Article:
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Situation: I would like to make a small script which prices loans (fe annuities or fixed payment) for the ALM purposes. However, I am stuck in the amount of classes existing in Quantlib and would like to understand how to do it properly.

Say I have a simple loan with calendar and fixed interest, which yields monthly principal and interest payments. All of them are trivially calculated using school maths, and making such a calendar is also very easy in pandas. I wrote additional custom class for yield curve to get discounts, so my pandas output looks like this:

pic 1

However, I want to use Quantlib functionality. As far as I understand, there is no built-in loan or mortgage class. The "Bond" class is not applicable for the case. I tried to use FixedRateLeg class for the stream of the principal repayments:

leg = FixedRateLeg(schedule, dayCount, [nominal], [rate])

but it also didn't work due to daycount issues.

So, the question is:

  1. What built-in class am I supposed to use for such a cashflow stream? I am fine with calculating the required values of payments by myself and providing zip(Schedule, Payments) , but if there is a class that calculates such payments by itself, it is also great.
  2. Given such class, how do I merge it with a yield curve to obtain discounts and npv? Assume I already have a yc = ZeroCurve(*args).
  3. Is there a way to perform such calculation with a floating interest rate (apart of merging pre-calculated schedule and payments like in 1)?
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  • $\begingroup$ You could use the ‘Leg’ constructor which accepts an array of cash flows as argument. quantlib-python-docs.readthedocs.io/en/latest/… $\endgroup$ Jul 30 at 14:35
  • $\begingroup$ So, basicaslly, I do: 1) create schedule 2) iterate over schedule creating SimpleCashFlow and append them to list 3) create Leg passing this list and curve handle 4) use CashFlows built-in functions Okay, I got it, it makes sense. Thank you. $\endgroup$
    – egor_zhev
    Jul 30 at 14:48
  • $\begingroup$ That sounds doable. But I’d recommend you to wait a bit for better answers / comments; there are people in here who are more experienced with QuantLib’s cash flow features than I am. $\endgroup$ Jul 30 at 17:17
  • $\begingroup$ I think you're saying that QL's fixed-coupon bond code assumes that the coupon is always 1/frequency, but in reality fixed-coupon loans, loan participation notes, and even a few bonds daycount the coupon - similar to a fixed leg of an interest rate swap. I suggest that you add a flag to Quantlib's fixed-coupon bond constructor (see github.com/lballabio/QuantLib @Luigi Ballabio, scroll down to "Contributing") that would indicate that you're setting up such a bond. Then you'd be able to use bond class for your loans. $\endgroup$ Aug 1 at 15:01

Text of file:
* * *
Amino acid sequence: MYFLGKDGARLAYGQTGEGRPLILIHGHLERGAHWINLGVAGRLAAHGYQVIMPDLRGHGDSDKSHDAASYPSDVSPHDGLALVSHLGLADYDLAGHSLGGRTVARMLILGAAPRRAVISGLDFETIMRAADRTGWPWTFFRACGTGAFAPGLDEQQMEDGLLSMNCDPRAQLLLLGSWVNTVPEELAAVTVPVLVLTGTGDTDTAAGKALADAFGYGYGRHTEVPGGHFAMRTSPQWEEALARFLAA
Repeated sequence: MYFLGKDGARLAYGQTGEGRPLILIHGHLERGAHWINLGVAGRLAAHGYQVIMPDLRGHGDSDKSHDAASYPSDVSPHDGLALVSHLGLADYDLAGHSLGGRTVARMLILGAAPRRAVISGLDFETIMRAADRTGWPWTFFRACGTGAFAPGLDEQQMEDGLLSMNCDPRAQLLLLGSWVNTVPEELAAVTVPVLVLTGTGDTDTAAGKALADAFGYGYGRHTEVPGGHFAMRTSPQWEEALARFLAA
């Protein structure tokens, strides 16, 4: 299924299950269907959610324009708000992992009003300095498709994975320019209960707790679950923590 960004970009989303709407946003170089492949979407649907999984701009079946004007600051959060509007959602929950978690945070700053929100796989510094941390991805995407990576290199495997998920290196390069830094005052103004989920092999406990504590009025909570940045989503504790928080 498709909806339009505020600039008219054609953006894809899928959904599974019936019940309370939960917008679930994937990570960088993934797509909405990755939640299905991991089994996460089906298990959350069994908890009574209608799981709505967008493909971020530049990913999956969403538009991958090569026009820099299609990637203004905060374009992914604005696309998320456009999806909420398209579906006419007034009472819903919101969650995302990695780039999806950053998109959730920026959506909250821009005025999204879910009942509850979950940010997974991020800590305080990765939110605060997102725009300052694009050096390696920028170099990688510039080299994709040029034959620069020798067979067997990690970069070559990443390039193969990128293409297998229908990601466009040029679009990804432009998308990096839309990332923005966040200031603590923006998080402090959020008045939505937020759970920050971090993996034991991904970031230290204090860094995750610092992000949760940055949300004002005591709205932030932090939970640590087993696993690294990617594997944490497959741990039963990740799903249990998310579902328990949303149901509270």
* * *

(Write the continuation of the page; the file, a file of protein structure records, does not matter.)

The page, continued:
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You could build a bond and then add the first cashflow and build a leg:

start = ql.Date(30, 9, 2021)
maturity = ql.Date(30, 9, 2022)
calendar = ql.TARGET()
nominal = 100e3
freq = ql.Period('6M')
dayCount = ql.Actual360()
coupon = 0.07

bond = ql.FixedRateBond(2, calendar, nominal, start, maturity, freq, [coupon], dayCount)
principal = cf = ql.AmortizingPayment(-nominal, start)

leg = ql.Leg([principal, *bond.cashflows()])
for cf in leg:
    print(cf.date().ISO(), cf.amount())

2021-09-30 -100000.0
2022-03-30 3519.444444444453
2022-09-30 3577.7777777777687
2022-09-30 100000.0

If you need amortizations, use the ql.AmortizingFixedRateBond class (Link).

Then you could value it using the Cashflows functions:

yts = ql.YieldTermStructureHandle(ql.FlatForward(0, ql.TARGET(), 0.05, ql.Actual360()))
ql.CashFlows.npv(leg, yts, False)

1874.481604734974

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  • $\begingroup$ Thank you very much David. It worked. $\endgroup$
    – egor_zhev
    Aug 2 at 11:23

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